You are also welcome to join a rally in Lafayette Park, in front of you potential future home, the White House, on Thursday, February 18th at 8am. The producers of the Homeless Marathon will be holding a straw poll throughout the broadcast, and will be announcing the (unofficial) president that homeless and low-income voters across the country have chosen.

The Homeless Marathon is America’s only national broadcast focusing on homelessness and poverty. Please take the time to participate in this once in a life time opportunity to share your policy objects with the nation on homelessness and poverty. Your message will be shared all around the country to the most vulnerable population, people experiencing homelessness. As you know, every vote counts and your message and policies can save thousands possibly millions of lives.

For more information please visit: news.homelessnessmarathon.org or www.nationalhomeless.org.
Thank you for your attention to the needs of all Americans!

Sincerely,

The National Coalition for the Homeless

 

Bad weather resources and 5 Tips for Helping

Written by admin on . Posted in Uncategorized

El Niño rains in California, blizzard conditions in the northeast, mother nature seems to be reminding us that outdoors is no place for humans to live.

If you are in need of shelter, or if you see someone needing assistance, here are some tips:

  • If you or someone else appears to be in a dangerous situation, do not hesitate to call 911.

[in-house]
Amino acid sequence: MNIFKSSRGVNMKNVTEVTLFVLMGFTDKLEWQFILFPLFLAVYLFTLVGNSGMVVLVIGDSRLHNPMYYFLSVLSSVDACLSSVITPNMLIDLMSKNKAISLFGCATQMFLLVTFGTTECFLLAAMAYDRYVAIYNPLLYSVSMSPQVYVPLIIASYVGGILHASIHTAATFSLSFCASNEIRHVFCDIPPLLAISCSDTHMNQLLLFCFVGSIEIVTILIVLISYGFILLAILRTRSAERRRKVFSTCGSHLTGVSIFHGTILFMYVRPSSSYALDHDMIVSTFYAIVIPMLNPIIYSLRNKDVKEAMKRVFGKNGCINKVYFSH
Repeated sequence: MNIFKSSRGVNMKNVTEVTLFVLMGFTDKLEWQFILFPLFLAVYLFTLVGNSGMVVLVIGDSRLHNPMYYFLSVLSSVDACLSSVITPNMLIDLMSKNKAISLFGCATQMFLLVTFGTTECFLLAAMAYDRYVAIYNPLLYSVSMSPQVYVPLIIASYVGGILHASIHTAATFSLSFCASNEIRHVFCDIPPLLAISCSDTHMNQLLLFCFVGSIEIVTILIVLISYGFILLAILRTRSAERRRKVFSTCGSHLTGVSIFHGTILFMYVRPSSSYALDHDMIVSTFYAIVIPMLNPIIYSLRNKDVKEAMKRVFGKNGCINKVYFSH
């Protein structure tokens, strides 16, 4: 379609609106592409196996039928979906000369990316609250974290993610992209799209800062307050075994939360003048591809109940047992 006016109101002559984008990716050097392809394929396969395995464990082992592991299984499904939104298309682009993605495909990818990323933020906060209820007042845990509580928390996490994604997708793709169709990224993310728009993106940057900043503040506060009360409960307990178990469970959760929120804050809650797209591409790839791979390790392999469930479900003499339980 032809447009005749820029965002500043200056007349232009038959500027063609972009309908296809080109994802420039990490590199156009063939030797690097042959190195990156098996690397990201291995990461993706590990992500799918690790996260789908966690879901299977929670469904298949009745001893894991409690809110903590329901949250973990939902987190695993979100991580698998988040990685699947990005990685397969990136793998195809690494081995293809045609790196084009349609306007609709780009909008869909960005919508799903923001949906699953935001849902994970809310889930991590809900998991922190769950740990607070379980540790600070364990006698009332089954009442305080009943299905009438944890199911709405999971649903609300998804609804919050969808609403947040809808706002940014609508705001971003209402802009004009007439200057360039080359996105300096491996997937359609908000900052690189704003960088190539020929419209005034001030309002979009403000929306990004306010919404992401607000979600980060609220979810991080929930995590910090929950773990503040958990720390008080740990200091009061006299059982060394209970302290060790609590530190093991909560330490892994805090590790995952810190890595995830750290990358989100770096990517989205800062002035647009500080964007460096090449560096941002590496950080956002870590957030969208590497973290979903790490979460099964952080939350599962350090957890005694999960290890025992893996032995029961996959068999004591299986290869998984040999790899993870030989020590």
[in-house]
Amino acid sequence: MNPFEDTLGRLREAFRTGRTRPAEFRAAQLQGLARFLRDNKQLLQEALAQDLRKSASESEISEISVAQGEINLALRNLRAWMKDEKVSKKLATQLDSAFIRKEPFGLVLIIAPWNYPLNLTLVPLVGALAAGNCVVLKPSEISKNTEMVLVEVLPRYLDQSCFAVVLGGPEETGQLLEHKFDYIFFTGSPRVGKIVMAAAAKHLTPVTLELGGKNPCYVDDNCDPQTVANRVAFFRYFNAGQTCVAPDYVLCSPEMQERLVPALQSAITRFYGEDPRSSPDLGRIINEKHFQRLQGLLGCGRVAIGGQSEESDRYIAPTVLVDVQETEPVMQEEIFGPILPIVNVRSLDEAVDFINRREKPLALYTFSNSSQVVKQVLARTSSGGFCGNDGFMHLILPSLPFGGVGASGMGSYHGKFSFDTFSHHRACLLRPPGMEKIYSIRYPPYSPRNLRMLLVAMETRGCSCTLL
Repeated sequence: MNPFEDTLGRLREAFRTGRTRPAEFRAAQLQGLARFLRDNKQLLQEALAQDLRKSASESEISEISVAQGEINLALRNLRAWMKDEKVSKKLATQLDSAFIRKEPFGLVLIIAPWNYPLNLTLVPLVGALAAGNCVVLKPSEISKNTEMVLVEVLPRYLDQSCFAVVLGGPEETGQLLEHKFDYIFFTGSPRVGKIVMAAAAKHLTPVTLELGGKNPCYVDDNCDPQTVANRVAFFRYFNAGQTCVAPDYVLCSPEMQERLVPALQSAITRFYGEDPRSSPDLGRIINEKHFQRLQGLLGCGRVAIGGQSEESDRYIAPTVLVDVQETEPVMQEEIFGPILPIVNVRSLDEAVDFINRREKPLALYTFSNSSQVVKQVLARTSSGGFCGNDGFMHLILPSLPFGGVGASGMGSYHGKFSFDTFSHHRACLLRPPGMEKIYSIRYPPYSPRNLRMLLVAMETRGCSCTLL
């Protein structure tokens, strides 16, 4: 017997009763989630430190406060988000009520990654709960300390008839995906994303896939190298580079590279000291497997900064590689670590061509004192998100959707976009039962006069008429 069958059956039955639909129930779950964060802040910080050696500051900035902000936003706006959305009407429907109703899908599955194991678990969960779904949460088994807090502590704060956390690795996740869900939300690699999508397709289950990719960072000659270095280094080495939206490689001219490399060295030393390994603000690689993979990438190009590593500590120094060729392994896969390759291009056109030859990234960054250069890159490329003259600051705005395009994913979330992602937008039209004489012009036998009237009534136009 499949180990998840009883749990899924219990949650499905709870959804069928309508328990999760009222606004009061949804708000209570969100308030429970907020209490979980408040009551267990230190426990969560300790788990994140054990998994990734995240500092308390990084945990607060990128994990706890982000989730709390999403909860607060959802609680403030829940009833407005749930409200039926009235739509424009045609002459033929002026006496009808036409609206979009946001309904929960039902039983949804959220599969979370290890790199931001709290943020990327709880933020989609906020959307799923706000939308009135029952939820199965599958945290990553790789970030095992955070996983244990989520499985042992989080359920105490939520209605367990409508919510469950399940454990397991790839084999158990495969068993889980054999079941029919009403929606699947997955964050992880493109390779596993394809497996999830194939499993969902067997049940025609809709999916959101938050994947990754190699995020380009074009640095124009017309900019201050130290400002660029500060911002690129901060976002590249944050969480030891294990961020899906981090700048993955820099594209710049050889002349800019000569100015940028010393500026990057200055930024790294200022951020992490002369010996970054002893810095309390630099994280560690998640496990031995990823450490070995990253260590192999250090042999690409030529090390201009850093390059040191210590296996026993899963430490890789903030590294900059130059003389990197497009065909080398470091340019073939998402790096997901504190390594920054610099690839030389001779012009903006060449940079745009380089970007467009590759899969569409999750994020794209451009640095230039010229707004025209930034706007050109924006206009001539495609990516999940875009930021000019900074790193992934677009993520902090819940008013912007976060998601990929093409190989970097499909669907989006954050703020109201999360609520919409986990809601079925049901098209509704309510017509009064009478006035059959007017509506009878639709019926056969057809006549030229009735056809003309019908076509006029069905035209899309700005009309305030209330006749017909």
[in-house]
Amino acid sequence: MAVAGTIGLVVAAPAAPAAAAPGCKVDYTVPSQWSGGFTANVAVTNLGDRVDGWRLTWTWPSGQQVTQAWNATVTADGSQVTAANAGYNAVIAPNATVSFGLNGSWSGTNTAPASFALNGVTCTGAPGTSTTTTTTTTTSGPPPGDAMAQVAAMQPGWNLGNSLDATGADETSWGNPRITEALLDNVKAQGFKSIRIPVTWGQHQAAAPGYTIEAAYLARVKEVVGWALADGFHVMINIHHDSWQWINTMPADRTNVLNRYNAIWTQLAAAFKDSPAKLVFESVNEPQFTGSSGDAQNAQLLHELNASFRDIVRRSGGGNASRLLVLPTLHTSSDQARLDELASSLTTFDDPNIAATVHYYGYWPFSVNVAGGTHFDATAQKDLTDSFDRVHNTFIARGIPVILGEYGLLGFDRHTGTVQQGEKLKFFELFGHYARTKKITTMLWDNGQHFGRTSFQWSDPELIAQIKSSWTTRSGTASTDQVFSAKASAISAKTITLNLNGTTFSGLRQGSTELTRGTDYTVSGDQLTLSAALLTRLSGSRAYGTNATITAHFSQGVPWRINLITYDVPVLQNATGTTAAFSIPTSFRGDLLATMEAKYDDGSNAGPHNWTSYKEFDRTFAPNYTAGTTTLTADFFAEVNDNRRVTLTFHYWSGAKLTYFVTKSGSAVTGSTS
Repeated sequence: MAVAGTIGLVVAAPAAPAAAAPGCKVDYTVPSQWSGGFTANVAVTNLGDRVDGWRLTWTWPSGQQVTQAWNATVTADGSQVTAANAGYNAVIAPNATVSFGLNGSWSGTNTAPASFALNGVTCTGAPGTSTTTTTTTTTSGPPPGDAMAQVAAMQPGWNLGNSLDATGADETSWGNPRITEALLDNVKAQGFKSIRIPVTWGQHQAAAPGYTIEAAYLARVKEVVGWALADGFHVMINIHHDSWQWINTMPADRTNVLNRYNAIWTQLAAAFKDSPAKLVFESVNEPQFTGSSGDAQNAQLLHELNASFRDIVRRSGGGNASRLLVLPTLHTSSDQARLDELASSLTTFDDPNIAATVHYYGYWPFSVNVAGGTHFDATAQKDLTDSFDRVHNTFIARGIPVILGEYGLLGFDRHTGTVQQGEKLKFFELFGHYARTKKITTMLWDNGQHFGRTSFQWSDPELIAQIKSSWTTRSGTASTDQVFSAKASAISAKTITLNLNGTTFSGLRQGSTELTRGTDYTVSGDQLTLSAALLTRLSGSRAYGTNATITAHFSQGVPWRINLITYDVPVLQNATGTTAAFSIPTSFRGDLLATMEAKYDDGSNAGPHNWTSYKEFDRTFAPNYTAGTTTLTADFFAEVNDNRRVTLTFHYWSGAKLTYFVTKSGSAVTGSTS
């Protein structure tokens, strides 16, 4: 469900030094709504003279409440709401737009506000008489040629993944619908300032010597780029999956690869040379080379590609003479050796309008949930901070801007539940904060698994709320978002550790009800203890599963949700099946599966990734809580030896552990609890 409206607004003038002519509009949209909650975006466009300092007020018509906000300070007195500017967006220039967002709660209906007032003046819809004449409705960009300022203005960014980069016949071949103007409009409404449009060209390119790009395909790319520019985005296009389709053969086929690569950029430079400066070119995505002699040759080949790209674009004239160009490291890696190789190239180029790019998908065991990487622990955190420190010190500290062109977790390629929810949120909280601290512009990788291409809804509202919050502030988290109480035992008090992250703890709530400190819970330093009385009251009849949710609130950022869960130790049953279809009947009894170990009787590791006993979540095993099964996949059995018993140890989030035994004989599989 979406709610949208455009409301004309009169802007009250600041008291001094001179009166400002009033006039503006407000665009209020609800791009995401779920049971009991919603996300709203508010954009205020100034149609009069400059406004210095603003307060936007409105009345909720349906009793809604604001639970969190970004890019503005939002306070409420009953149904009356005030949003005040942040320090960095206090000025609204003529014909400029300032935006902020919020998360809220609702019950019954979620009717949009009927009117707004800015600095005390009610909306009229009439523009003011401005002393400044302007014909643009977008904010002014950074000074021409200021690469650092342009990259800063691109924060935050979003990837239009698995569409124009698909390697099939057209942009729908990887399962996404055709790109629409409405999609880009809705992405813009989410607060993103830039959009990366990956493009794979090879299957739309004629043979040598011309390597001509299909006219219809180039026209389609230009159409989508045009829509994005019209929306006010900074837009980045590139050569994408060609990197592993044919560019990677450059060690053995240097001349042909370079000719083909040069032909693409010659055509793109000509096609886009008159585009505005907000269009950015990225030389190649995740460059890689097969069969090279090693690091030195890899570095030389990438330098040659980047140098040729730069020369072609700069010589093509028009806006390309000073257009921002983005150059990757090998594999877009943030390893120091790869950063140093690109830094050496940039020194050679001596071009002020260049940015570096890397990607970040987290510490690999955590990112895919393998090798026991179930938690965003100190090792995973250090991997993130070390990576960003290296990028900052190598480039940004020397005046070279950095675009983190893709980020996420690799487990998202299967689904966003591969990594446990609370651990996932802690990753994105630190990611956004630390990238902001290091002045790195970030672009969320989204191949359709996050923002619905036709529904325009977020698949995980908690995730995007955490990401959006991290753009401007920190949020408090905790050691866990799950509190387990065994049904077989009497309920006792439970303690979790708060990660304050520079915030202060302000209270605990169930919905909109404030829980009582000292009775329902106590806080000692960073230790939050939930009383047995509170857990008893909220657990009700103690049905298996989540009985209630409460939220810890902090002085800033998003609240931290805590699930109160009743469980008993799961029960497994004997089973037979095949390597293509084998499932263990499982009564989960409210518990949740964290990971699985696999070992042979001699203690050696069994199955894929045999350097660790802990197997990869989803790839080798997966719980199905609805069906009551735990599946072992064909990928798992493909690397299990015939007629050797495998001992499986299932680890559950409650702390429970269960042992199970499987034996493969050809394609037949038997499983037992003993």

• In some cases, it will be safer for people to remain in their outdoor encampments. Be sure you have or help folks with getting enough warm clothing and bedding.
  • Be courteous! Treat folks with respect and compassion!
  • Arm yourself with warm cloths (hats, gloves, etc), food or food vouchers, and most importantly, information about local emergency shelters and hotlines. See below!
  • There is generally not enough shelter beds for the number of people experiencing homelessness, most cities will have some time of warming center or overflow shelter, but your city may not.

We have a larger list of local resources in our Directory, or see below a quick list of emergency hotlines in each state (if you do not see your city, a good rule of thumb is to contact your city or county government, or find your local Continuum of Care):

Phoenix, AZ 602-263-8900
Los Angeles, CA 1-800-548-6047
San Diego, CA Dial 211
San Jose, CA 408-510-7600
San Francisco, CA Dial 311
Denver, CO Dial 211
Washington, DC 1-800-535-7252
Jacksonville, FL Dial 211
Atlanta, GA Dial 311
Chicago, IL Dial 311
Indianapolis, IN Dial 311
Louisville, KY Dial 311
Boston, MA Dial 311
Baltimore, MD 410-433-8145
Detroit, MI Dial 211
Minneapolis, MN 612-348-4111
Kansas City, MO 816-474-4599
Charlotte, NC 704-432-7233
Omaha, NE Dial 311
New York, NY Dial 311
Las Vegas, NV 702-828-1556
Columbus, OH 1-888-474-3587
Oklahoma City, OK 405-415-8410
Portland, OR Dial 211
Philadelphia, PA Dial 311
Memphis, TN 901-260-4663
Nashville, TN 615-880-2526
Austin, TX Dial 311
Dallas, TX 214-428-4242
El Paso, TX 915-546-8150
Fort Worth, TX 817-810-9797
Houston, TX Dial 211
San Antonio, TX Dial 311
Seattle, WA Dial 211
Milwaukee, WI Dial 211